A Brief Review of Bell’s Book

Okay, so back when the Bell controversy first hit, I promised to read Love Wins (the book that started it all) and write a review. However, in reading it I realized two important things. First of all, the book is all about Heaven and Hell. Second of all, I don’t have the credibility to speak on the truth of Heaven and Hell. Now, if you want a more comprehensive review than what I’m about to give you (like a theological analysis of the Heaven/Hell debate that is listed in the book), you can probably find something online. The one key to look for is if they claim Bell is an universalist. If they do, run away FAST. Today I will present a few key points that I found in reading said book.

1. Rob Bell is not an Universalist.
Bell’s book presents an idea that all of us end up in the new Heaven/new Earth when we die and that it is the same place. However, our attitude is what makes it Heaven or Hell. This is not an Universalist idea. Universalism is the belief that everyone ends up in Heaven.

2. The book covers a topic which does require discussion.
Whether you agree or disagree with Bell, the idea of Heaven and Hell is one that requires discourse. There are many differing beliefs on the topic and people should really explore all the options. You can probably find works by your favorite theologian on the topic.

3. Rob Bell kills unnecessary amounts of trees.
Now that you know that I think the topic is admirable, you should know that Bell’s book is a waste of space. Obviously this has nothing to do with what’s being written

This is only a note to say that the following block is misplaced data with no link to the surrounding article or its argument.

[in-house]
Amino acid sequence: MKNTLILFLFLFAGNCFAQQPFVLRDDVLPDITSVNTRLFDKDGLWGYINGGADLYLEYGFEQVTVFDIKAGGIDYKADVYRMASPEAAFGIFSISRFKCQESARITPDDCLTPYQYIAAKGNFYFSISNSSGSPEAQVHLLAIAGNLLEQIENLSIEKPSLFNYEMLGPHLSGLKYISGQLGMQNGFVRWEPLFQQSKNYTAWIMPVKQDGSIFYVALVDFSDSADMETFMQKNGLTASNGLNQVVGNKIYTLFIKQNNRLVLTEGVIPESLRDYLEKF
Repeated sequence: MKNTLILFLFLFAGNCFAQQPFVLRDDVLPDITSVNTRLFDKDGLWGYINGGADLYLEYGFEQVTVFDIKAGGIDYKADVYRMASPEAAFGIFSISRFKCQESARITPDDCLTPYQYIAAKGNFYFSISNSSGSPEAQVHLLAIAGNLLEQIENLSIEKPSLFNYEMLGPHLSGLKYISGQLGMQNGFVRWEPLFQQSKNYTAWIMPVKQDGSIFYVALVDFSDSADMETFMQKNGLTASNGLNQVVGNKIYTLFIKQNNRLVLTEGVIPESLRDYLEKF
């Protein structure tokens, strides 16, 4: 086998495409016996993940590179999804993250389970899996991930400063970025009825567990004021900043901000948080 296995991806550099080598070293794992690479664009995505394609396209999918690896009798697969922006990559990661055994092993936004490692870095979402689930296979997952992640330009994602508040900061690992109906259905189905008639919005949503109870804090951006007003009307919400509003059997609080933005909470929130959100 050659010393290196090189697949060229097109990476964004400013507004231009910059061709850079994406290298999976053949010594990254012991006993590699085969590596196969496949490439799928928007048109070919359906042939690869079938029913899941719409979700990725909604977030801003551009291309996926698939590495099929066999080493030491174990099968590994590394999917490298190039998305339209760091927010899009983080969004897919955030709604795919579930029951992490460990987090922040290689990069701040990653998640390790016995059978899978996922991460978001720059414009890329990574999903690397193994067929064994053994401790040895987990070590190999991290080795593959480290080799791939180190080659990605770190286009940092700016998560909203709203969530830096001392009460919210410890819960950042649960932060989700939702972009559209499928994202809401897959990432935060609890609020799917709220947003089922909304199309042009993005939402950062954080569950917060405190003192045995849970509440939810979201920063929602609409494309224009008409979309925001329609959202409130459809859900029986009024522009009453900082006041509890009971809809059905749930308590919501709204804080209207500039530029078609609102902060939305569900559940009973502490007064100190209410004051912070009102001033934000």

It’s about how
It is written
With short lines
To attempt
To provide
Or something.
The 200 page book probably could have been cut down to 150, if not shorter.

4. Christianity is not as easy as Bell makes it sound.
In the second to last chapter, Bell speaks about how many pastors and Christians see Christianity as being so much work and that this is incorrect because God doesn’t want to make us slaves. He compares us to the older son in the story of the prodigal son, saying we don’t need to do as much work as we feel we need to do. I both agree and disagree with him.
First of all, this parable is found in Luke 15. The context is that Jesus is preaching to crowd full of “tax collectors and sinners.” Pharisees are also in attendance, and they marvel at the fact that this supposed God spends His time with sinners. He tells them several parables about the importance of all His followers. This parable is one of them. The meaning is not that discipline is worthless, but that we have blessings in God’s presence. The point is that everyone is welcome if they will humble themselves and bring themselves before God. This is a part of the Christian life.
The Christian life takes discipline. This is referenced many times, and one that comes to mind is Romans 6:20-23:
“For when you were slaves of sin, you were free in regard to righteousness. But what fruit were you getting at that time from the things of which you are now ashamed? For the end of those things is death. But now that you have been set free from sin and have become slaves of God, the fruit you get leads to sanctification and its end, eternal life. For the wages of sin is death, but the free gift of God is eternal life in Christ Jesus our Lord.”

Those are the views on the book that I will put out there on the internet. Hopefully this helps somewhat in your decision to read or not to read the book.


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